U.S. Department of Housing and Urban Development
Office of Community Planning and Development

Consolidated Plan Contact


La Mesa is a small suburban City located 15 miles from the coast. It is adjacent to the City of San Diego on the west and north, the City of El Cajon on the east and the City of Lemon Grove on the south. The land area of the City is 9 square miles and the population in 1995 is 57,000.

Action Plan

In fiscal year 1995 the City will receive a Community Development Block Grant of $636,000. This funding will be spent on housing rehabilitation, social services, and three capital improvement projects.

Citizen Participation

The City of La Mesa has a long tradition of seeking and heeding the input from its residents concerning the management and operation of the City. Evidence of this can be found in the number of boards and commissions included in the City's organization which review many City operations and provide advice to staff and the City Council. These include:

For the 1995 CDBG program year, a workshop and two public hearings were held. The purpose of the workshop and public hearings was to provide an opportunity for citizen to participate in the decision-making process for allocating the 1995 grant.


Incorporated in 1912, La Mesa has evolved into a mature suburban city. The 1990 population of La Mesa as determined by the U.S. Census is 52,931 persons, ranking it 10th among the County's 18 jurisdictions. As La Mesa has become more built out, the rate of growth has fallen below the regional growth rate.

The median age in La Mesa is 35 compared to a regional median age of 32. Approximately 20% of the population is 65 years of age or older.

There are 23,000 households in the City. Two thirds of the households in La Mesa are one or two person households. Households with five or more members equal less then 6% of the total number of households. Sixty-nine percent of all households are family households. Renter occupied households represent 50% of all households.

La Mesa is a predominantly white community, with non-Hispanic whites comprising 84.7% in 1990. Though increasing, other racial representations still comprise a very small portion of the City's population. Hispanic representation is 10%, Blacks represent 2.6% and Asians 2.7%. There are no census tracts with ethnic concentrations in La Mesa.


Housing Needs

According to the 1990 census, there were 29,025 La Mesa residents in the labor force. 58% of La Mesa residents were employed in the retail and service sectors. Jobs in the retail and service sectors traditionally pay lower wages then jobs in construction or manufacturing. Lower household wages impacts the ability of the household to secure affordable housing.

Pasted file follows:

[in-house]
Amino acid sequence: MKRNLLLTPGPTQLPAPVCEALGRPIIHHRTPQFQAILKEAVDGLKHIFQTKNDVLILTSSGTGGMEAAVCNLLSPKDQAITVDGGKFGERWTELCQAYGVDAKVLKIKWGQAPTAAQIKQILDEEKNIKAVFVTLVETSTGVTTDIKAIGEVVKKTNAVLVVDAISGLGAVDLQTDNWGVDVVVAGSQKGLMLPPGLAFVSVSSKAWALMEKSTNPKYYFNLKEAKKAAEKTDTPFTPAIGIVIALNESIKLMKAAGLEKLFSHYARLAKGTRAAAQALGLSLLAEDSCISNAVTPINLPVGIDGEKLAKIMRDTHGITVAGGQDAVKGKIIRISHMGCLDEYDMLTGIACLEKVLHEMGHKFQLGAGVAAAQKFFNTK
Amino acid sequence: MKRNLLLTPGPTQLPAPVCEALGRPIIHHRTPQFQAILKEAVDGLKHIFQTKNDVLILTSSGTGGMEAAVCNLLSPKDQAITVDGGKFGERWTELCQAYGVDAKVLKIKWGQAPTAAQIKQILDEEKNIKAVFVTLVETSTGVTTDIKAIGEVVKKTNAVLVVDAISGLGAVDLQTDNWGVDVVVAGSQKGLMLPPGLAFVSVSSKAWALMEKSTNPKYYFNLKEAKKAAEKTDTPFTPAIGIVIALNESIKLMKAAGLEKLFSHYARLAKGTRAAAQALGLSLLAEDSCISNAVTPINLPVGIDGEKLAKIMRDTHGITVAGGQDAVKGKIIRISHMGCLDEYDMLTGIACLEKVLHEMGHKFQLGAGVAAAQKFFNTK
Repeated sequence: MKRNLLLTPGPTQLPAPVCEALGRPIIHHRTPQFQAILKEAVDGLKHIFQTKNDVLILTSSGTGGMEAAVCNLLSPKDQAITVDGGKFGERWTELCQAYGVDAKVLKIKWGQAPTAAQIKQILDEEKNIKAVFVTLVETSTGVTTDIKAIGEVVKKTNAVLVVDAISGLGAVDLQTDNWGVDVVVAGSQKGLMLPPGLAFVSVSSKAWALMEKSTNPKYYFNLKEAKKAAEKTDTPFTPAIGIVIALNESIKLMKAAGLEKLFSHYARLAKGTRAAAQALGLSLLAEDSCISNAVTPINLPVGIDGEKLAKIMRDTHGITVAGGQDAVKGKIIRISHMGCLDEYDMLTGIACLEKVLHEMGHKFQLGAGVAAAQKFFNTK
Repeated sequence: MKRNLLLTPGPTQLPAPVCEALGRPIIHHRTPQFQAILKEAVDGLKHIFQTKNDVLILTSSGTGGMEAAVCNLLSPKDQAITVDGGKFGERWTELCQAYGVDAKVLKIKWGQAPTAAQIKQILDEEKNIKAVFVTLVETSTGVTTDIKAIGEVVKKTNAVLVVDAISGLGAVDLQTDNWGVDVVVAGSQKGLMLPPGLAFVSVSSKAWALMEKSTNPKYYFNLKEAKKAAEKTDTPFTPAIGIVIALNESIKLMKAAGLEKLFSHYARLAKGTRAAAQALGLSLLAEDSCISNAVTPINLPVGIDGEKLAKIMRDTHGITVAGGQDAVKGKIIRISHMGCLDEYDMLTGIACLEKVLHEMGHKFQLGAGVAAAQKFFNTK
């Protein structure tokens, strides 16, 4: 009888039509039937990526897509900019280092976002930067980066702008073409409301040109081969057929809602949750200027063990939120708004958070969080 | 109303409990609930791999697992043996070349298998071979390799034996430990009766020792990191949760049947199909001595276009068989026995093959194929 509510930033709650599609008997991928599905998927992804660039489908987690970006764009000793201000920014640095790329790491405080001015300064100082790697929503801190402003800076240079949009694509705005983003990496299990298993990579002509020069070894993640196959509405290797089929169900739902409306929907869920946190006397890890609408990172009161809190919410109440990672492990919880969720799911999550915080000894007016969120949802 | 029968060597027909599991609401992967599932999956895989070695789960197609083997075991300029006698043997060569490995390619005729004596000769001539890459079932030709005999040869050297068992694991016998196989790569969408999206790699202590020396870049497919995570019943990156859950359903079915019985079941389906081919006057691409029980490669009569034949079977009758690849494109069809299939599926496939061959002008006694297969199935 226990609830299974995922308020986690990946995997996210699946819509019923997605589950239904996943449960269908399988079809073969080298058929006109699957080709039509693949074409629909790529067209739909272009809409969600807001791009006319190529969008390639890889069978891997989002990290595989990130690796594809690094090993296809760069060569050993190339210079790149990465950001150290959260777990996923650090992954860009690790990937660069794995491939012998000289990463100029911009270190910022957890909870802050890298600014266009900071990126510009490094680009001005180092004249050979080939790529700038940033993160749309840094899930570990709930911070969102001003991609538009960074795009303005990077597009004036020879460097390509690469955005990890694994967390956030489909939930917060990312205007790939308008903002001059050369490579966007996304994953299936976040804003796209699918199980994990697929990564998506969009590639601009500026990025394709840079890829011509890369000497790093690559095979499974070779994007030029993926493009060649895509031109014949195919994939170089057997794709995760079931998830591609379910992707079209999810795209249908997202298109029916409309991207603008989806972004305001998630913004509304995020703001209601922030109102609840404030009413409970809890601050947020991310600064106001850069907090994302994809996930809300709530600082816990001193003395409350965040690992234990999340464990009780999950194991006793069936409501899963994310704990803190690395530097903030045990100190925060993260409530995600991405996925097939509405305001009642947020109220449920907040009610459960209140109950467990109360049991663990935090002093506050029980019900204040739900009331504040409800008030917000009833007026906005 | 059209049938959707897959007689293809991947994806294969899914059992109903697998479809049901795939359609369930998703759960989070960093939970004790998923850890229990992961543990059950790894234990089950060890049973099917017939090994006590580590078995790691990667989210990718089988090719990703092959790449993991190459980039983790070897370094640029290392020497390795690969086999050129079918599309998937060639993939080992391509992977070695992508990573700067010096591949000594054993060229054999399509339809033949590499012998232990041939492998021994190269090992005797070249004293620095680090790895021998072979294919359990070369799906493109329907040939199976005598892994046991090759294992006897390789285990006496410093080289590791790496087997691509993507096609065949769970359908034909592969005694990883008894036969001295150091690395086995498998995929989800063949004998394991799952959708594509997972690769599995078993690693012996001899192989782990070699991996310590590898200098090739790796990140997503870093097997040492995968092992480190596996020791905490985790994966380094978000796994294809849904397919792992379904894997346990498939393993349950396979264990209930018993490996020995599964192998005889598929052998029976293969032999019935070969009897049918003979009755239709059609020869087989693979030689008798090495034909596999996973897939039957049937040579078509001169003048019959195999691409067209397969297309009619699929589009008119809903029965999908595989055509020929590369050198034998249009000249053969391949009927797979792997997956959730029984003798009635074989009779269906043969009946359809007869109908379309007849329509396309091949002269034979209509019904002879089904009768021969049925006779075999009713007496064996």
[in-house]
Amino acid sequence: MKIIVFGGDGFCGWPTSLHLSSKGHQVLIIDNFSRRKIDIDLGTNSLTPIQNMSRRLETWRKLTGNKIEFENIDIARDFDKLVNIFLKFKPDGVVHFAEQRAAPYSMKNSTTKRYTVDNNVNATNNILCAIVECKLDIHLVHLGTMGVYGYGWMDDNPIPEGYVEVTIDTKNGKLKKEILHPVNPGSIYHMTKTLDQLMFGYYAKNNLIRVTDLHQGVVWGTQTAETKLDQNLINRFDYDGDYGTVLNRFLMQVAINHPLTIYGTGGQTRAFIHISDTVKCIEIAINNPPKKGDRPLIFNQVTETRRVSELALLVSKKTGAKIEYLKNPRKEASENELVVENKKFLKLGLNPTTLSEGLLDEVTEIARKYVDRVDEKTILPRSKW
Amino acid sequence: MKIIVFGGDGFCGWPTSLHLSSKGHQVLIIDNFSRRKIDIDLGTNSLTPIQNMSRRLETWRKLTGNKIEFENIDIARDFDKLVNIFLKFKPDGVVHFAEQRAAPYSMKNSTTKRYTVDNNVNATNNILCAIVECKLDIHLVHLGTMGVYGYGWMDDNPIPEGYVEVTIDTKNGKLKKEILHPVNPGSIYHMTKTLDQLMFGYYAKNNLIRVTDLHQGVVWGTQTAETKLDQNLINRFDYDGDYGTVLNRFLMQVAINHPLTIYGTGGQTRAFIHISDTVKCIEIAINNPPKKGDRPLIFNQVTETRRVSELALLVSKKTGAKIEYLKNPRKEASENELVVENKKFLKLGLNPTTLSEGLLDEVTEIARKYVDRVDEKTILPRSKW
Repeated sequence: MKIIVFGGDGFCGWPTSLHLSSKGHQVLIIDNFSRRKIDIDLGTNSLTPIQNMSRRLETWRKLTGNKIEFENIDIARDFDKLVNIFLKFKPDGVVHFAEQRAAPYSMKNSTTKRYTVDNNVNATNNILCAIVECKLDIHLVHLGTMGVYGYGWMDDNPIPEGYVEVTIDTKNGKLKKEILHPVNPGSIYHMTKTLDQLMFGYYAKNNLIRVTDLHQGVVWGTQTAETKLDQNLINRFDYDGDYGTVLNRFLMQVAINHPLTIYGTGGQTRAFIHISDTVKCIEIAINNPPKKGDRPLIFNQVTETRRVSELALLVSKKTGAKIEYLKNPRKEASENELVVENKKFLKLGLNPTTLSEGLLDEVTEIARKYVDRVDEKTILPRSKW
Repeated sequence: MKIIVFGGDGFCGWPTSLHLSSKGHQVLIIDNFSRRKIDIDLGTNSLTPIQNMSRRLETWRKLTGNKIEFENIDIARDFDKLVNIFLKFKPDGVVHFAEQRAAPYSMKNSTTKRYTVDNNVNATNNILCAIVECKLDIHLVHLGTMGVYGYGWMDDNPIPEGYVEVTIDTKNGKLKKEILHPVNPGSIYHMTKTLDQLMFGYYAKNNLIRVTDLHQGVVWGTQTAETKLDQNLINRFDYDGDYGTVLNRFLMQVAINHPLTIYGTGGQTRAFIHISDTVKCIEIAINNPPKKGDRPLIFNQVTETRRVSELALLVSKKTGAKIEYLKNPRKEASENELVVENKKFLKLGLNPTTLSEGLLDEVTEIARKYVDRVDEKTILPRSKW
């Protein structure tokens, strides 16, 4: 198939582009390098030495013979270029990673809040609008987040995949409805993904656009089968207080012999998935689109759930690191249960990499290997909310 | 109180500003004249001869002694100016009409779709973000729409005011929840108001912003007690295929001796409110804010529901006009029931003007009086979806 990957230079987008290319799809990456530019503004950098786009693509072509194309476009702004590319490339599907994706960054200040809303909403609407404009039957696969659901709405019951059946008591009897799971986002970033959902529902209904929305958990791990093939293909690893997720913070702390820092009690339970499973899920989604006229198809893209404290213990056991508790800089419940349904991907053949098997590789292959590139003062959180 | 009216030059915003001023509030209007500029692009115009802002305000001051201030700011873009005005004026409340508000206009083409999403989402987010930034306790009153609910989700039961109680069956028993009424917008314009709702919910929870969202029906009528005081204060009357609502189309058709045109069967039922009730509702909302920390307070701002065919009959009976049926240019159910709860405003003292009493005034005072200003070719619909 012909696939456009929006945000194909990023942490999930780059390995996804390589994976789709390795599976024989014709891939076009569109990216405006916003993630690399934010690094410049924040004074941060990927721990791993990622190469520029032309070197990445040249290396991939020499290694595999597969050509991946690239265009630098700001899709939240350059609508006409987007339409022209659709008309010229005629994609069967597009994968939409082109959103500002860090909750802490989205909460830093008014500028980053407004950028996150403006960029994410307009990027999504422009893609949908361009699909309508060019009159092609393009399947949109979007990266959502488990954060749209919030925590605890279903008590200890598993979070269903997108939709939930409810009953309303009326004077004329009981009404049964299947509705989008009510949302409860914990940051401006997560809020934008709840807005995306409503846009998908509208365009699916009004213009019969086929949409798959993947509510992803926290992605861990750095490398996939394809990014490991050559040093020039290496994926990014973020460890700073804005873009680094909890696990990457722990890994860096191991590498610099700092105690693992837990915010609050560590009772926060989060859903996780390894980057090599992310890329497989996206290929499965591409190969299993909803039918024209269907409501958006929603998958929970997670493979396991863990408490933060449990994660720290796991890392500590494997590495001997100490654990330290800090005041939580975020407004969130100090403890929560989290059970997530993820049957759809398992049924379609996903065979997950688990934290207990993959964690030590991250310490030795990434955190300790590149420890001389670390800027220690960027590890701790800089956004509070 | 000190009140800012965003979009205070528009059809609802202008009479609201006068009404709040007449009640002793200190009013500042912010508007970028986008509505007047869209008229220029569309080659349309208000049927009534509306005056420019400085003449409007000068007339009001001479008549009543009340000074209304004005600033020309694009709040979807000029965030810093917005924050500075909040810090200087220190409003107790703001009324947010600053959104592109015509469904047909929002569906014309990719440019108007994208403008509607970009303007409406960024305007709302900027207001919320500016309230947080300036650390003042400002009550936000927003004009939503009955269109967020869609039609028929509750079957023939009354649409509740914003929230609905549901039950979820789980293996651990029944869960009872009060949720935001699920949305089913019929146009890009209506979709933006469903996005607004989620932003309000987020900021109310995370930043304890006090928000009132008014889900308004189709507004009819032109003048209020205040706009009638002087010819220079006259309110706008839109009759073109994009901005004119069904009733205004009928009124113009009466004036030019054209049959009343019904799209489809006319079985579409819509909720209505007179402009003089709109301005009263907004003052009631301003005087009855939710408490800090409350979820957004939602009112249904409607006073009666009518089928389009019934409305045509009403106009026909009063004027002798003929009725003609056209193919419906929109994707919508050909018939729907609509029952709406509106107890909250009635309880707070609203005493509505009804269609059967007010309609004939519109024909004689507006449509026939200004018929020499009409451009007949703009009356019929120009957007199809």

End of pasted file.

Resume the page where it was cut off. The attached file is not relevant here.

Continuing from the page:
At $31,200, La Mesa's median household income is 11% less than the regional median income. In comparison to the region as a whole, La Mesa has a slightly larger share of lower income households. There are no census tract with concentrations of lower income households. In 5 census tract block groups, a smaller geographic area, lower income households are equal to 50% or more of the total households.

Housing Market Conditions

The 1990 recorded a median housing value of $164,00 for owner occupied housing. The Median rent was $552. Compared to the regional median of $188,000 and $564 respectively, La Mesa is a relatively more affordable housing market.

Affordable Housing Needs

In 1990, the Census recorded an incidence of overcrowding in 4% of the City's households. The incidence of over crowding in large, very- low income renter households is 88%. Overcrowded households reflects a situations where housing costs, over the past decade have increased faster then gains in household income.

Almost half of all renter households spend more than 30% of their household income on rent, and one in four renter households spends half of their household income on rent. Of the lower income renter households, 43% have a cost burden exceeding 30% and one in four households spend half their income on rent. Within the City of La Mesa, there are approximately 2,400 very low income renter households with a housing cost burden of 50% of their income.

Owner households are much less likely to over pay. Lending guidelines prevent households from buying more than they can afford. Less than one in four owner households pays housing costs greater than 30% of their household income.

Homeless Needs

There are relatively few homeless people living in La Mesa. Homeless assistance is not a high priority need in La Mesa.

Public and Assisted Housing Needs

There are no public housing units in La Mesa. Assisted housing primarily refers to the Section 8 rental assistance program administered for the City of La Mesa by the Housing Authority of the County of San Diego. As of July 7, 1993, there was a total of 323 assisted units in La Mesa. This includes 180 elderly households, 113 small family households and 30 large families households. There are 967 households waiting for assistance, 132 are disabled, 200 are elderly and 635 are families. Over the past two years, the waiting list has grown by approximately 200 households.

Murray Manor is a 218 unit family housing project developed under the HUD Section 236 program. Eighty seven units are assisted through the Section-8 program and 131 are assisted under the Section 236 program.